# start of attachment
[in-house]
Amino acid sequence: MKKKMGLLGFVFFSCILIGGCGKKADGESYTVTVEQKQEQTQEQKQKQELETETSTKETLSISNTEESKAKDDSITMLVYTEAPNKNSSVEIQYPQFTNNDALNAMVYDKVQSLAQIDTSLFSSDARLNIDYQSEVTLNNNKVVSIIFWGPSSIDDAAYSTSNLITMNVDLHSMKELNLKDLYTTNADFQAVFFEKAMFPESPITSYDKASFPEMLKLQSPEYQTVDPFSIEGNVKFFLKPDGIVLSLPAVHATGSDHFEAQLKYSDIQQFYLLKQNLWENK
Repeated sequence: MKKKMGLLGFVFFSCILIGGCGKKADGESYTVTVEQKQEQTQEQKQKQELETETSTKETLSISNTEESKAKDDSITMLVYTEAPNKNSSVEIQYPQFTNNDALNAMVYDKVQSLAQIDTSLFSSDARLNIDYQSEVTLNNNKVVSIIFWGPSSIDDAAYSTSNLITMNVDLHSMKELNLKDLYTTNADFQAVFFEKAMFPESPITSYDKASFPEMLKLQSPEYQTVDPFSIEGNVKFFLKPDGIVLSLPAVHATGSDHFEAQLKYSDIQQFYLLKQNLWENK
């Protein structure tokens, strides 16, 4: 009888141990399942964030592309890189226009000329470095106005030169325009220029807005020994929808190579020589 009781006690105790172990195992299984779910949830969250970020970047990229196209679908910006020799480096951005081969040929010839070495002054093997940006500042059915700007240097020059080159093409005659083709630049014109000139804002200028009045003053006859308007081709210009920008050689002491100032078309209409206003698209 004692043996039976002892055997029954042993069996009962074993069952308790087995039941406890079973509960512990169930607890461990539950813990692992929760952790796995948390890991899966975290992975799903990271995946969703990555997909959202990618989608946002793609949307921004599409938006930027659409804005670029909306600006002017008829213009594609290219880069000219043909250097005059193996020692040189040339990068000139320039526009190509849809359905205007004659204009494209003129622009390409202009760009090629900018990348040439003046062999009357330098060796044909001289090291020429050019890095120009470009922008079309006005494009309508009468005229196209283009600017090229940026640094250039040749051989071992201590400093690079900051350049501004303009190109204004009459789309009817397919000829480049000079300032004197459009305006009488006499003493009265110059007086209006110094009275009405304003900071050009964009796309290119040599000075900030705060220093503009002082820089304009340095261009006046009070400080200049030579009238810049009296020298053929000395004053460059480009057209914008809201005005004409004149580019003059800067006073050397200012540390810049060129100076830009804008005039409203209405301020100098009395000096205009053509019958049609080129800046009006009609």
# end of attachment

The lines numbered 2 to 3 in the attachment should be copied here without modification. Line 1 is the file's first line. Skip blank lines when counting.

Amino acid sequence: MKKKMGLLGFVFFSCILIGGCGKKADGESYTVTVEQKQEQTQEQKQKQELETETSTKETLSISNTEESKAKDDSITMLVYTEAPNKNSSVEIQYPQFTNNDALNAMVYDKVQSLAQIDTSLFSSDARLNIDYQSEVTLNNNKVVSIIFWGPSSIDDAAYSTSNLITMNVDLHSMKELNLKDLYTTNADFQAVFFEKAMFPESPITSYDKASFPEMLKLQSPEYQTVDPFSIEGNVKFFLKPDGIVLSLPAVHATGSDHFEAQLKYSDIQQFYLLKQNLWENK
Repeated sequence: MKKKMGLLGFVFFSCILIGGCGKKADGESYTVTVEQKQEQTQEQKQKQELETETSTKETLSISNTEESKAKDDSITMLVYTEAPNKNSSVEIQYPQFTNNDALNAMVYDKVQSLAQIDTSLFSSDARLNIDYQSEVTLNNNKVVSIIFWGPSSIDDAAYSTSNLITMNVDLHSMKELNLKDLYTTNADFQAVFFEKAMFPESPITSYDKASFPEMLKLQSPEYQTVDPFSIEGNVKFFLKPDGIVLSLPAVHATGSDHFEAQLKYSDIQQFYLLKQNLWENK